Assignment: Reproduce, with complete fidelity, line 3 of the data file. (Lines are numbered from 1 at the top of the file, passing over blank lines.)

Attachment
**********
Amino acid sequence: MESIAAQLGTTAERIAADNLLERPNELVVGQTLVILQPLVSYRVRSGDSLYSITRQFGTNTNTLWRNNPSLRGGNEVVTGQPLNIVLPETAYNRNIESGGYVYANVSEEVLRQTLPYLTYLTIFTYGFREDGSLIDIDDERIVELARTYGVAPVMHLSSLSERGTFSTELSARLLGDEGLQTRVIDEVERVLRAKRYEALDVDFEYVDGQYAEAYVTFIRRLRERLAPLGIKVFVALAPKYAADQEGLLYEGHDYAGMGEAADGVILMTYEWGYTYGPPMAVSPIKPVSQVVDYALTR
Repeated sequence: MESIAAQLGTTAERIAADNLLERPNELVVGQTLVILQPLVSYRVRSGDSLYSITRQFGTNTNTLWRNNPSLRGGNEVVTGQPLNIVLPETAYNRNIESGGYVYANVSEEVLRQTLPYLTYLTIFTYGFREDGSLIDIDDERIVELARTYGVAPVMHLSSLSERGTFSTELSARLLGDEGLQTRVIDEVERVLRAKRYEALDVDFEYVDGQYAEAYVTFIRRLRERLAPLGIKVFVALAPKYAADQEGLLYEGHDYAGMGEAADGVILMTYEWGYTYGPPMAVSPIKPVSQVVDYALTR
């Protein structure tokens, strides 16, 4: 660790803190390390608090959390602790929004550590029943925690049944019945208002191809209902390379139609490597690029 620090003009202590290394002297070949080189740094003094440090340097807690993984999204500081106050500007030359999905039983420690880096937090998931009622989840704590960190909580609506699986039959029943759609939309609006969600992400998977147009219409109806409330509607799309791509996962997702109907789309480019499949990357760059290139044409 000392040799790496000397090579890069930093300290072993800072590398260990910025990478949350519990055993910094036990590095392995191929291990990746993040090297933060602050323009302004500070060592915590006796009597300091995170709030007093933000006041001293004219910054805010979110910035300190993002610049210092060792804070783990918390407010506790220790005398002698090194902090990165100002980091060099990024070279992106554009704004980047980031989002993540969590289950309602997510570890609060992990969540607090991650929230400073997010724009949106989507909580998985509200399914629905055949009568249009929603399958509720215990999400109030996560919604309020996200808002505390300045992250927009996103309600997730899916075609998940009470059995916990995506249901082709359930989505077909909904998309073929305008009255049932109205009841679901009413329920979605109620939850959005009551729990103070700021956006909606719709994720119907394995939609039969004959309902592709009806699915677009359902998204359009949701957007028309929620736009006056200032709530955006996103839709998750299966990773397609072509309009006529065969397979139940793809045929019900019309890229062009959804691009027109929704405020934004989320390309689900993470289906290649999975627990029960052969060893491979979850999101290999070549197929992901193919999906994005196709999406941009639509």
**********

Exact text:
């Protein structure tokens, strides 16, 4: 660790803190390390608090959390602790929004550590029943925690049944019945208002191809209902390379139609490597690029 620090003009202590290394002297070949080189740094003094440090340097807690993984999204500081106050500007030359999905039983420690880096937090998931009622989840704590960190909580609506699986039959029943759609939309609006969600992400998977147009219409109806409330509607799309791509996962997702109907789309480019499949990357760059290139044409 000392040799790496000397090579890069930093300290072993800072590398260990910025990478949350519990055993910094036990590095392995191929291990990746993040090297933060602050323009302004500070060592915590006796009597300091995170709030007093933000006041001293004219910054805010979110910035300190993002610049210092060792804070783990918390407010506790220790005398002698090194902090990165100002980091060099990024070279992106554009704004980047980031989002993540969590289950309602997510570890609060992990969540607090991650929230400073997010724009949106989507909580998985509200399914629905055949009568249009929603399958509720215990999400109030996560919604309020996200808002505390300045992250927009996103309600997730899916075609998940009470059995916990995506249901082709359930989505077909909904998309073929305008009255049932109205009841679901009413329920979605109620939850959005009551729990103070700021956006909606719709994720119907394995939609039969004959309902592709009806699915677009359902998204359009949701957007028309929620736009006056200032709530955006996103839709998750299966990773397609072509309009006529065969397979139940793809045929019900019309890229062009959804691009027109929704405020934004989320390309689900993470289906290649999975627990029960052969060893491979979850999101290999070549197929992901193919999906994005196709999406941009639509």